INTRODUCTION

Professional training in medicine improves when the professionals providing the training take an interest in learning about the cognitive processes involved in their students' learning.This kind of knowledge allows them to activate the cognitive processes that enable students to learn better, strengthen specific skills and thus ensure better professional performance in the future(1).

The teaching styles presented by the Kolb Model(2) and on Bandler and Grindler's Neuro-linguistic Programming(3-5) provide teaching strategies which promote the specific cognitive activation needed for a particular area of learning.

Experiential learning models consider that in order to learn, a person must process the information they receive based on a previous direct or concrete experience. These models have identified four learning styles: active, reflexive, theoretical and pragmatic.(2,3) In order to learn, the student must work on or process the received information, which can be done based on a direct or concrete experience (active); on an abstract experience, obtained through reading or described by someone (theoretical); on concrete or abstract experiences which are turned into knowledge when they are thought about (reflexive); or on actively experiencing the received information (pragmatic).(2)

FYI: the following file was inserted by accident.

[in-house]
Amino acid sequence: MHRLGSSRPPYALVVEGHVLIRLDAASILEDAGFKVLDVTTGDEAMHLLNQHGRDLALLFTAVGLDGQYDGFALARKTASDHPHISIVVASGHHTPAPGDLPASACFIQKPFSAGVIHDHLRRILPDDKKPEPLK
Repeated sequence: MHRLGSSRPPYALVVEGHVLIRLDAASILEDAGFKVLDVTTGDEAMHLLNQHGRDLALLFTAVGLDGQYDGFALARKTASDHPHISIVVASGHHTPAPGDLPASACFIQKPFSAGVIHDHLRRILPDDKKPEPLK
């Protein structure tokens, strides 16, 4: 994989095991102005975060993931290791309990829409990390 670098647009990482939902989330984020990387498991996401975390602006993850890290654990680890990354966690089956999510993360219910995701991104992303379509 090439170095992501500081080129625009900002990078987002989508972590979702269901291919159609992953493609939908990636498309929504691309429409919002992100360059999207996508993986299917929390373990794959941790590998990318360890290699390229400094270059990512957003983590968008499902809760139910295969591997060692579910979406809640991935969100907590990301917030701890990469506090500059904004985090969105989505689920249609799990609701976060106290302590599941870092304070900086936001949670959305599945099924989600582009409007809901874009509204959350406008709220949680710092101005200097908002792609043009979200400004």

The model of learning styles in Neuro-linguistic Programming (NLP)(4) considers that the route through which information enters the brain is vital to the preferences of the learner or teacher. According to this model, three systems can be used to represent information mentally: visual, auditory and kinaesthetic. These can be developed or formed intentionally; they can be used to varying degrees and they strengthen one another.(4,5)